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Vicki Lawrence’s 1972 hit "The night the lights went out in Georgia"
may become the official state song thanks to what passes for justice in
the court of Fulton County, Ga., Judge Thelma Wyatt Cummings Moore.
Acting on a petition from the Sierra Club and the Friends of the
Chattahoochee, Moore invalidated a permit issued by the Georgia
Environmental Protection Division allowing Longleaf Energy Associates
to build a 1,200-megawatt coal-fired power plant in Early County.
The key issue in the case is the emission of carbon dioxide from the
proposed plant. The permit granted to the plant did not limit CO2
emissions from the plant for the simple reason that the federal Clean
Air Act does not include CO2 as an "air pollutant" to be regulated.
While Moore observed that the permit could be upheld if CO2 was not
an "air pollutant" subject to the Clean Air Act, she concluded that the
Supreme Court had already decided the matter to the contrary in its
2007 decision Massachusetts v. EPA.
"Faced with the ruling in Massachusetts that CO2 is an 'air
pollutant' under the Act, [Longleaf] is forced to argue that CO2 is
still not a 'pollutant subject to regulation under the Act.'
[Longleaf’s] position is untenable," Moore wrote.
If anything is untenable, however, it is Moore’s misreading of the
Supreme Court’s decision. The court did not, in fact, rule that CO2 was
an air pollutant that must be regulated under the Clean Air Act.
The court wrote that, "we hold that EPA has the statutory authority
to regulate the emission of [greenhouse] gases from new motor vehicles."
So the court only ruled that the EPA may regulate CO2, not that CO2
is an "air pollutant" for purposes of the Clean Air Act. Although the
5-4, Justice John Paul Stevens-penned decision bloviated a great deal
about carbon dioxide's causing global warming, in legal parlance this
is known as "dicta," a sort of judicial editorializing.
The court’s decision and legal significance was strictly limited to
the majority’s disapproval of the EPA’s process for declining to
"In short, EPA has offered no reasoned explanation for its refusal
to decide whether greenhouse gases cause or contribute to climate
change. Its action was therefore ‘arbitrary, capricious … otherwise not
in accordance with the law. … We need not and do not reach the question
whether on remand the EPA must make an endangerment funding. … We only
hold that EPA must ground its reasons for action or inaction in the
statute," the court concluded.
Moore, unfortunately, based her decision on the court’s non-legally
binding musings about CO2 rather than the court’s actual ruling.
Building on her gross misapplication of the law, Moore went on to
essentially impose an impossible-to-meet technology standard on the
In contrast to the traditional method of burning coal to generate
steam that drives an electricity-producing turbine, the technology
called "integrated gasification combined cycle" converts coal to a gas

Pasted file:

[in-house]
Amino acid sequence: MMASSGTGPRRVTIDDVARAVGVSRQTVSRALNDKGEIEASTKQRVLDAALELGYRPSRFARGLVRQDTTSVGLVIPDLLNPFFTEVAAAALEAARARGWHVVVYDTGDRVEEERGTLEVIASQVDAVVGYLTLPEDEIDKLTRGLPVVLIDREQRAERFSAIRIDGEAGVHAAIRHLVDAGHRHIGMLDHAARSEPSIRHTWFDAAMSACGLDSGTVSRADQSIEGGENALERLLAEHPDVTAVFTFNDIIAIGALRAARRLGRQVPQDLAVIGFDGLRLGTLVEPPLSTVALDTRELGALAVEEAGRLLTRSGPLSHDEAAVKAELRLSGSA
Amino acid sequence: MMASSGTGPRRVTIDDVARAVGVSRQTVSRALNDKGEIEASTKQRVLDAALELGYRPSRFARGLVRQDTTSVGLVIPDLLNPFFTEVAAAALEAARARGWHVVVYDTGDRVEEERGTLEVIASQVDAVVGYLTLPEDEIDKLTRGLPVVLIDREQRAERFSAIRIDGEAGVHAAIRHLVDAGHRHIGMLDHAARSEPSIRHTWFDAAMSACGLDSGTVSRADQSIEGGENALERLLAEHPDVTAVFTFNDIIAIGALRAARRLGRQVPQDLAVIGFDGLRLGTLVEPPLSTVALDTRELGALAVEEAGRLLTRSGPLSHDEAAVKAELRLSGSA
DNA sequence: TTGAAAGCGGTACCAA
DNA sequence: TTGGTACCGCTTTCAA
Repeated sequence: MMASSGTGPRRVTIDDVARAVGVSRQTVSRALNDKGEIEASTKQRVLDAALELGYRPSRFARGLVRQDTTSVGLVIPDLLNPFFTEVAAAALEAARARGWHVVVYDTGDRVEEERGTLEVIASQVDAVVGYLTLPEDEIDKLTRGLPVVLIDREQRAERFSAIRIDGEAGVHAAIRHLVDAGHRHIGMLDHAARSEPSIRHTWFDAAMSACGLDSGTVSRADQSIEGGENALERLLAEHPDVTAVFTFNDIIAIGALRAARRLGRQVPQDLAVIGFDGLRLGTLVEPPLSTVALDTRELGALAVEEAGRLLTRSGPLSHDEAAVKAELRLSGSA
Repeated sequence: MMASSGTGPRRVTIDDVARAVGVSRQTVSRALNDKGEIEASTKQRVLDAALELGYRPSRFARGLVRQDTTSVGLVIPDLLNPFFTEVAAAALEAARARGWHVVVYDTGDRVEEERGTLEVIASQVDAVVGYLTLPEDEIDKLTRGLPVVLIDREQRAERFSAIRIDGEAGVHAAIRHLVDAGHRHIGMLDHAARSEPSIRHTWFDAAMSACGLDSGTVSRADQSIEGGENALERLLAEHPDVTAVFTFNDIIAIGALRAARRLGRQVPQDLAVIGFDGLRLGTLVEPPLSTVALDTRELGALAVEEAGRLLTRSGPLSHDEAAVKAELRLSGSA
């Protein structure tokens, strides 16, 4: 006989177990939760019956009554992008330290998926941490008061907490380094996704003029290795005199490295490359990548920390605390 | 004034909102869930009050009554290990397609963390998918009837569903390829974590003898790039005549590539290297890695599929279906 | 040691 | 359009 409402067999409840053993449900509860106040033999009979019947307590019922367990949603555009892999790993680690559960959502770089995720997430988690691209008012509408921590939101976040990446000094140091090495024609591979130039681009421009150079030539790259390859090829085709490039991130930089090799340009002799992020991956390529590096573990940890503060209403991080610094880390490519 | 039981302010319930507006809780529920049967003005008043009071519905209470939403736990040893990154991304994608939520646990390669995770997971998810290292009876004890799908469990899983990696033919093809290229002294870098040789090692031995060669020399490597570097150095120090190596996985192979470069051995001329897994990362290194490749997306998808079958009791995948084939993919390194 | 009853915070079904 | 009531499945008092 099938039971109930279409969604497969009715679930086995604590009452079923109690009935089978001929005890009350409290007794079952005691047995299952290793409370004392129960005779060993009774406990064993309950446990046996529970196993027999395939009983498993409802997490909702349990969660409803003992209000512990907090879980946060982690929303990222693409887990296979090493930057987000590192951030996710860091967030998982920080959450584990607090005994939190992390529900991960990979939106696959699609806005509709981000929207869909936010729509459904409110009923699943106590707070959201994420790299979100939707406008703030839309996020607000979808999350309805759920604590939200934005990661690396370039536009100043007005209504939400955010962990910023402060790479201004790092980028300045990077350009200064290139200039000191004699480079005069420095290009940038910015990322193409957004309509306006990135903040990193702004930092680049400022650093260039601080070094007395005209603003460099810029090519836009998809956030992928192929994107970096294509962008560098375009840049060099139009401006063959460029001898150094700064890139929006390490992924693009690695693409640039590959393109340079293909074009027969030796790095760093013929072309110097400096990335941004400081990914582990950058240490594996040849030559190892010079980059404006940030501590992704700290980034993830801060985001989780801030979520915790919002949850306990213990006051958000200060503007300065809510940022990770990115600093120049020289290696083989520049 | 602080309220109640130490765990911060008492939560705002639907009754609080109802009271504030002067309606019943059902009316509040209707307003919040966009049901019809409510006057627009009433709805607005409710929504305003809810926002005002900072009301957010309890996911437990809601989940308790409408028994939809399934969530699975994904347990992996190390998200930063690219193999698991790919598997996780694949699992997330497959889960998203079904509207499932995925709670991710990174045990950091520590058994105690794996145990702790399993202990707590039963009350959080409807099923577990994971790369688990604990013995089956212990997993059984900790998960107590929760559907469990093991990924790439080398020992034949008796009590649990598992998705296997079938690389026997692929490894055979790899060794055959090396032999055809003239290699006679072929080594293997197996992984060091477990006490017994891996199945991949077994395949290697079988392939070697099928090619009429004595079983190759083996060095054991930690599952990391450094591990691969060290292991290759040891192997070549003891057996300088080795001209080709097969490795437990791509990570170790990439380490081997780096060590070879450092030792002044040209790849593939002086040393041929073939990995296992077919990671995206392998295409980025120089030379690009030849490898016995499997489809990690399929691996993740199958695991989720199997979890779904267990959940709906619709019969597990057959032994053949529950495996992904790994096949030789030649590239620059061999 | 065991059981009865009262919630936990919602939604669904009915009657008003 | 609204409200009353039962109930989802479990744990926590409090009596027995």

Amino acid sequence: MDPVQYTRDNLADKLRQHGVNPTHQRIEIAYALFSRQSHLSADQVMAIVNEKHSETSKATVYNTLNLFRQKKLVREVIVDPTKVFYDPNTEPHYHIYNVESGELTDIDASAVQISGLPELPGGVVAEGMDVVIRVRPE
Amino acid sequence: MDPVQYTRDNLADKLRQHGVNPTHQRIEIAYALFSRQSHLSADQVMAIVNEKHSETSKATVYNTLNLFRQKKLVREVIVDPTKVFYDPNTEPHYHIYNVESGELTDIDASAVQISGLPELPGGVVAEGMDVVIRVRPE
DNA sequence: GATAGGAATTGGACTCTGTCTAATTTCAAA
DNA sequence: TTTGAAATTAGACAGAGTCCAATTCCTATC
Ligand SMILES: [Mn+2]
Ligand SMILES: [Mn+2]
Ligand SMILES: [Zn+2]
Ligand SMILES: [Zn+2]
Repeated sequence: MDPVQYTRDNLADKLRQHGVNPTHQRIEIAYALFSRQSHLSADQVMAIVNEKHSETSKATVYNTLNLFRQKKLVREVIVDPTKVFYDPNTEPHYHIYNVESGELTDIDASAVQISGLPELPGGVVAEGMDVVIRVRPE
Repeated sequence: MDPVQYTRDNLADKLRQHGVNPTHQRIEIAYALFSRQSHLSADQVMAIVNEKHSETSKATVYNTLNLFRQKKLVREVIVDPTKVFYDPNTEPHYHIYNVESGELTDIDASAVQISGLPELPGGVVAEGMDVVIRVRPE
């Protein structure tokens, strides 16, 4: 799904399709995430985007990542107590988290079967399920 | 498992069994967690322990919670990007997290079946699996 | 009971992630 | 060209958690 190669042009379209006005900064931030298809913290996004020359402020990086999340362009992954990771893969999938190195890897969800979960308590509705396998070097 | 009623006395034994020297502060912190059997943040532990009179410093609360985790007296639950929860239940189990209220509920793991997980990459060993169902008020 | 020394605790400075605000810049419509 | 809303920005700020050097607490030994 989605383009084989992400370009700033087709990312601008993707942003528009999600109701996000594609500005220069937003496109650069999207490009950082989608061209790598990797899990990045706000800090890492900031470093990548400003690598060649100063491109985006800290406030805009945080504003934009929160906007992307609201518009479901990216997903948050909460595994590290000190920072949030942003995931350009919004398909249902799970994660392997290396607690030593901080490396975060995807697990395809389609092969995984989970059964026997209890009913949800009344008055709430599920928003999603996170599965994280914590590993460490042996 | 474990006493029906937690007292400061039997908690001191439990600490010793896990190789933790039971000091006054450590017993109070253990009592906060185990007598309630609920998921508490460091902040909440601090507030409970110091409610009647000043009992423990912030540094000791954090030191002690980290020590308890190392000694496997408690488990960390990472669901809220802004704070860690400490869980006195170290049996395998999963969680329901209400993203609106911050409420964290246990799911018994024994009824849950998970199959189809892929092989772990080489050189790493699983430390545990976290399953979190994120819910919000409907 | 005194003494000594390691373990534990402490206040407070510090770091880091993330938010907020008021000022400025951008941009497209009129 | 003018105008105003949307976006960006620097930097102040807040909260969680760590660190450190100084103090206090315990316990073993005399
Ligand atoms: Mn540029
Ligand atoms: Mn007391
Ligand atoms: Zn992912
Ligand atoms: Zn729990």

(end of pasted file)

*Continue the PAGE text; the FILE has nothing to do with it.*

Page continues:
that is burned to drive the turbines.
IGCC is used by only a few power plants around the world on
essentially a demonstration project basis with good reason since an
IGCC plant costs nearly three times as much as a conventional coal
The alleged "advantage" of IGCC, if it can be so labeled, is that it
reduces CO2 emissions. Because the Clean Air Act requires that air
pollutants be regulated by "best available [pollution] control
technology," or BACT, the Sierra Club and Friends of the Chattahoochee
persuaded Moore that any permit for the Longleaf plant must be based on
emissions limits that could be achieved by IGCC despite that the
technology is not really commercially available.
But even if IGCC were commercially available, it’s not at all clear
that it would be considered BACT since one of the factors in
determining whether a technology is BACT is cost. While IGCC may reduce
power plant CO2 emissions, it would substantially increase the
emissions of dollars from consumer and taxpayer pockets.
Moore made no effort to do a cost-benefit analysis to see whether
IGCC might qualify as BACT. While it may have seemed like a no-brainer
to Moore to side with the local green elites against the out-of-state
power company that applied for the permit, she actually wound up siding
against the working people and economy of her own state.
For no good reason, Moore denied Georgia the many well-paying jobs
associated with the $2 billion plant construction and permanent plant
operations. There’s also the not-so-small matter of the much-needed
energy the plant would have produced.
Watch for this sort of green justice to come your way. A lawyer for
the activist group Environmental Defense told The New York Times she
hopes other courts would pick up on Moore’s "reasoning."
Let’s hope, instead, that the next Judge Moore can be persuaded to
apply the actual law to real-life facts rather than to impose fantasy
emissions limits that can only be met by not-ready-for-prime-time